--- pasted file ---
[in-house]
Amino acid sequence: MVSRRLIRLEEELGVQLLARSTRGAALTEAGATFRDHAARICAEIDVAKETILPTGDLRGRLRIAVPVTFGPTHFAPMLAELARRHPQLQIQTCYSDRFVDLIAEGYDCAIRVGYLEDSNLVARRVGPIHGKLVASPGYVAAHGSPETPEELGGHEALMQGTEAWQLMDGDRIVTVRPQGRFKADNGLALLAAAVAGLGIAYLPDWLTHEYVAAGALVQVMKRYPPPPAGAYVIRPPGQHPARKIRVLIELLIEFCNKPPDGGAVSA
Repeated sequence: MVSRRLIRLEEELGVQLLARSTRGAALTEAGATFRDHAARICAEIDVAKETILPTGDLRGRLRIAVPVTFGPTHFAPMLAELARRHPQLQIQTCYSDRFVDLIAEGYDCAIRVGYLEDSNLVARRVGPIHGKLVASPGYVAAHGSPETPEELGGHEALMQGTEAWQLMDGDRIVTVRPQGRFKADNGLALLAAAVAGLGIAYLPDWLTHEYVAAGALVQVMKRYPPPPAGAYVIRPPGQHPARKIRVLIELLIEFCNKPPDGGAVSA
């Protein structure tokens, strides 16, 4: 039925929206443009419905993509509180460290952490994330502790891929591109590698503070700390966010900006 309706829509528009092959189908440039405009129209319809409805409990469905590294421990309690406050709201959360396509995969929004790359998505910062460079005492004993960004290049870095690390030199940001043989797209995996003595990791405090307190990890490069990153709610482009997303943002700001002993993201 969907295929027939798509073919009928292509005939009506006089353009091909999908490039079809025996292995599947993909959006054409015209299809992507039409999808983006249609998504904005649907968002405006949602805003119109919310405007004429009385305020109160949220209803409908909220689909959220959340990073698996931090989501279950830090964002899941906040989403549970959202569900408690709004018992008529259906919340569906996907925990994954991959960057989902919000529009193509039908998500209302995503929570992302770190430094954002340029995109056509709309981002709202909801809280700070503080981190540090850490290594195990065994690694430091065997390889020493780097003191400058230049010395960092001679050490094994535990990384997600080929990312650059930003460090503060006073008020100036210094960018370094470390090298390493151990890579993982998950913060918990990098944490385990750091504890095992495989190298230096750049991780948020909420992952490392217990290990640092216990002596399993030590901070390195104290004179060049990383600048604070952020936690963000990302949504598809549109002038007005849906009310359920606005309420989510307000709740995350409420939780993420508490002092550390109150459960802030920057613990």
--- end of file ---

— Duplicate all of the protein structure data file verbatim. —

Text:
[in-house]
Amino acid sequence: MVSRRLIRLEEELGVQLLARSTRGAALTEAGATFRDHAARICAEIDVAKETILPTGDLRGRLRIAVPVTFGPTHFAPMLAELARRHPQLQIQTCYSDRFVDLIAEGYDCAIRVGYLEDSNLVARRVGPIHGKLVASPGYVAAHGSPETPEELGGHEALMQGTEAWQLMDGDRIVTVRPQGRFKADNGLALLAAAVAGLGIAYLPDWLTHEYVAAGALVQVMKRYPPPPAGAYVIRPPGQHPARKIRVLIELLIEFCNKPPDGGAVSA
Repeated sequence: MVSRRLIRLEEELGVQLLARSTRGAALTEAGATFRDHAARICAEIDVAKETILPTGDLRGRLRIAVPVTFGPTHFAPMLAELARRHPQLQIQTCYSDRFVDLIAEGYDCAIRVGYLEDSNLVARRVGPIHGKLVASPGYVAAHGSPETPEELGGHEALMQGTEAWQLMDGDRIVTVRPQGRFKADNGLALLAAAVAGLGIAYLPDWLTHEYVAAGALVQVMKRYPPPPAGAYVIRPPGQHPARKIRVLIELLIEFCNKPPDGGAVSA
């Protein structure tokens, strides 16, 4: 039925929206443009419905993509509180460290952490994330502790891929591109590698503070700390966010900006 309706829509528009092959189908440039405009129209319809409805409990469905590294421990309690406050709201959360396509995969929004790359998505910062460079005492004993960004290049870095690390030199940001043989797209995996003595990791405090307190990890490069990153709610482009997303943002700001002993993201 969907295929027939798509073919009928292509005939009506006089353009091909999908490039079809025996292995599947993909959006054409015209299809992507039409999808983006249609998504904005649907968002405006949602805003119109919310405007004429009385305020109160949220209803409908909220689909959220959340990073698996931090989501279950830090964002899941906040989403549970959202569900408690709004018992008529259906919340569906996907925990994954991959960057989902919000529009193509039908998500209302995503929570992302770190430094954002340029995109056509709309981002709202909801809280700070503080981190540090850490290594195990065994690694430091065997390889020493780097003191400058230049010395960092001679050490094994535990990384997600080929990312650059930003460090503060006073008020100036210094960018370094470390090298390493151990890579993982998950913060918990990098944490385990750091504890095992495989190298230096750049991780948020909420992952490392217990290990640092216990002596399993030590901070390195104290004179060049990383600048604070952020936690963000990302949504598809549109002038007005849906009310359920606005309420989510307000709740995350409420939780993420508490002092550390109150459960802030920057613990």